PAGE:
From a narrative perspective, it makes sense that the Torah tells us that these commandments were issued while they were still in Egypt; B’nai Yisroel had not yet actually left Egypt but rather was making their final preparations. Why is the first commandment issued focused upon counting? This month will be the beginning of months; it will be the first month of the year? How will they know when the next month of begins? Sefer HaChinuch, a 13th-century text written by Pinchas ben Aharon HaLevi of Barcelona clarifies this issue. Sefer HaChinuch (the Book of Education) lists all 613 Mitzvot in order of appearance and corresponding to each Parshah. Also, the author provides a moral and philosophical explanation of each commandment.  Regarding the commandment This month shall be for you the beginning of the months, it shall be for you the first of the months of the year, Sefer HaChinuch says Klomar K’SheTiru CHidosha Shel L’Vana Tikb’u Lachem Rosh Chodesh In other words, when you see the renewal of the moon, you will establish for yourselves the beginning of the month O Afilu Lo Tiruha MiKeivan Shi R’Uyahn L’Heiraot Al Pi HaCHesbon HamKubalor even if you do not see it, once it is due to be seen according to the accepted reckoning. So the moon’s cycle will serve as the indicator of the beginning and end of a month.  M’SHarshei Mitzvah Zo K’dei Shya’asu Yisroel Moadei HaShem BizMaNaMAt the root of this precept lies the purpose that the Israelites should keep the holy days of the Eternal Lord at their proper times… Before God gives instructions about how to observe the Exodus, these soon to be former slaves must be able to control time, or observe time so that they will know the right time to observe God’s festivals.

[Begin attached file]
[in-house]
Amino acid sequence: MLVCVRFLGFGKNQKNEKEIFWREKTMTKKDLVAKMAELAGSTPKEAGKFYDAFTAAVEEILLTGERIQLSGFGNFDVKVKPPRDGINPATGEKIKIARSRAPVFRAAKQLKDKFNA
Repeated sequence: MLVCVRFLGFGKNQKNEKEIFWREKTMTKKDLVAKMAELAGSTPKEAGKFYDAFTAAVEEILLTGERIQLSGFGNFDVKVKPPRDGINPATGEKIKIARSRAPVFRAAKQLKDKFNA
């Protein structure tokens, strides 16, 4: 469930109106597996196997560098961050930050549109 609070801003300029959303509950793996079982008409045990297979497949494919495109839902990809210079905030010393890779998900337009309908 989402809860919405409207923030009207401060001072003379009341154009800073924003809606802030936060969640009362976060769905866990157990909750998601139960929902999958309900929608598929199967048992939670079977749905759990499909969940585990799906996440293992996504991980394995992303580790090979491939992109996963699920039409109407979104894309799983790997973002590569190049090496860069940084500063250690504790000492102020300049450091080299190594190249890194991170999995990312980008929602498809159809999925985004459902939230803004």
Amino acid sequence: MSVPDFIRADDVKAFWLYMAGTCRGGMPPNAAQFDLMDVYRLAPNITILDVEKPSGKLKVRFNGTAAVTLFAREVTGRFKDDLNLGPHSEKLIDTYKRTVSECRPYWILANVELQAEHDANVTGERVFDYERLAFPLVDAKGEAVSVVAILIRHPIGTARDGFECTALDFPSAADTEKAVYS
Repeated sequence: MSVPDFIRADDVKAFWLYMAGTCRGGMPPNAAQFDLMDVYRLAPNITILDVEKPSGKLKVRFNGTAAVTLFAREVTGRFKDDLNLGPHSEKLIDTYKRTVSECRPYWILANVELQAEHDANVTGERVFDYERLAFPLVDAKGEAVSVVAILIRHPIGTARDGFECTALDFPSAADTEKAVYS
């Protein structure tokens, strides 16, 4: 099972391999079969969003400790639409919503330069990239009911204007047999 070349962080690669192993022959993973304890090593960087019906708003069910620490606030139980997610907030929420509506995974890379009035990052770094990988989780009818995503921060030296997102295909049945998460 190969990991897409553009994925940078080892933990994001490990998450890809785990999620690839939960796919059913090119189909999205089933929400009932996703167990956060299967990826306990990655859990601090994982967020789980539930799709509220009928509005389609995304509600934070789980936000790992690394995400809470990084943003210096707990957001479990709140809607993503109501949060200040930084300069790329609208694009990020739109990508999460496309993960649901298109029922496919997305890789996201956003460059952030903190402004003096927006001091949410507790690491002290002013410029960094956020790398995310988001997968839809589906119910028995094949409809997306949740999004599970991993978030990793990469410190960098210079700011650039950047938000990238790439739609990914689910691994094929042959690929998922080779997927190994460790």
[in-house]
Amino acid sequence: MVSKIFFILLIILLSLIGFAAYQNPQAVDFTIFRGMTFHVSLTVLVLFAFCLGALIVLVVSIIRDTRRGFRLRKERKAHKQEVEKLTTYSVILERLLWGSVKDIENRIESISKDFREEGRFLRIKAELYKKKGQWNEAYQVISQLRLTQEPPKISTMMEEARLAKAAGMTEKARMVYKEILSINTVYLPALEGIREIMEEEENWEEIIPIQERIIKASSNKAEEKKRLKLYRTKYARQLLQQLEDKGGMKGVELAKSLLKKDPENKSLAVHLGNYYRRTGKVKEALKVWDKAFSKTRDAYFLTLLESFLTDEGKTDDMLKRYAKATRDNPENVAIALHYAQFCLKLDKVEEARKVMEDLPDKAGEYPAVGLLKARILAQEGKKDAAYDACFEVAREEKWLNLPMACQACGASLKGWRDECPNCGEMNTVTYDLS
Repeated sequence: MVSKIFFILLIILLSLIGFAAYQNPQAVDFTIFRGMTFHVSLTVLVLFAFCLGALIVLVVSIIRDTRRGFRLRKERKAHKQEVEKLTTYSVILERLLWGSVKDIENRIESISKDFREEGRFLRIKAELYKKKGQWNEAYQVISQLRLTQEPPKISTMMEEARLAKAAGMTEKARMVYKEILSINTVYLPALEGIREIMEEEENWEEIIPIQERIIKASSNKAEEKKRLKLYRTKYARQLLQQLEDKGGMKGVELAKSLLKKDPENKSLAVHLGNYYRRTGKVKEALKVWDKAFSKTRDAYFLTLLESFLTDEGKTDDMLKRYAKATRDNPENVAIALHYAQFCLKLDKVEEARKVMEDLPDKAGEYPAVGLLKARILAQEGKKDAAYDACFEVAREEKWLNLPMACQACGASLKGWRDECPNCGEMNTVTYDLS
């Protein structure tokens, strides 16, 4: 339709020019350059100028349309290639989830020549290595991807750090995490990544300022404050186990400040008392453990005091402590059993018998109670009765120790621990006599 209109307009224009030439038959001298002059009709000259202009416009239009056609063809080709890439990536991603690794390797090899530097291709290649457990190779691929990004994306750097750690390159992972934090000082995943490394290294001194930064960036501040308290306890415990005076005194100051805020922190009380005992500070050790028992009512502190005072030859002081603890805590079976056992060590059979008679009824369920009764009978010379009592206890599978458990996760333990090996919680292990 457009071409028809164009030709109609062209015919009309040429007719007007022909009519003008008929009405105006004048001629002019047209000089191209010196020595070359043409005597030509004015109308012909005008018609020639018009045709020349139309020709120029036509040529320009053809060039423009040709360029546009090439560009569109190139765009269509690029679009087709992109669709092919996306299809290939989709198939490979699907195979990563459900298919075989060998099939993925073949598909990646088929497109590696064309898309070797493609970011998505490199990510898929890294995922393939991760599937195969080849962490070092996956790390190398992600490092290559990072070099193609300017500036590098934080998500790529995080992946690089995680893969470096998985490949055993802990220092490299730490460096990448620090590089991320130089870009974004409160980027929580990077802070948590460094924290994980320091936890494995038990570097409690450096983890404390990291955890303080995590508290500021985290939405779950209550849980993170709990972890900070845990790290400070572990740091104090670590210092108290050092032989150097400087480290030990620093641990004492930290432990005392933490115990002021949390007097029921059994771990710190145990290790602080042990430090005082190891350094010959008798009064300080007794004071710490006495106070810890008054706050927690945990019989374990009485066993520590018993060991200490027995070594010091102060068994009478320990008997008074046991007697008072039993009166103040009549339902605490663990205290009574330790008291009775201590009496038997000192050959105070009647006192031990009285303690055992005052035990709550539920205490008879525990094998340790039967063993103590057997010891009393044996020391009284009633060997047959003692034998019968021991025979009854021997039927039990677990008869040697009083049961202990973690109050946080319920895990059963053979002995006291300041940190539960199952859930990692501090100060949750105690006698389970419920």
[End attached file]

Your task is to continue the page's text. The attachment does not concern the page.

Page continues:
The first step towards freedom is to observe the passage of time, mark the passage of time, and declare the right time to observe time-bound commandments. Until now, the master, Egypt, told the slaves when to wake up, when to sleep, when to work and when to eat. Now, these former slavers will have to establish their own schedule and keep their own calendar. Of course, this schedule and this calendar must be for a higher purpose. It cannot be a schedule or a calendar in which there is nothing but rather it must be filled with opportunities to engage and celebrate what is to be free; free to serve God.  Yes, my daughter was tired and frustrated. She sensed that she had become enslaved to her mid-term exam schedule. Despite her frustration, she learned a valuable lesson. Even within that schedule, she had to learn how to find moments of time, time that belongs to them. I pointed out to her, that, ultimately, she decided when to study. Ultimately, I decided when to work out, and later that night when she was finally comfortable with the material, and too tired to continue, she headed off to bed, and I turned on my music, and my news show and, finally, I did.

Rav Yitz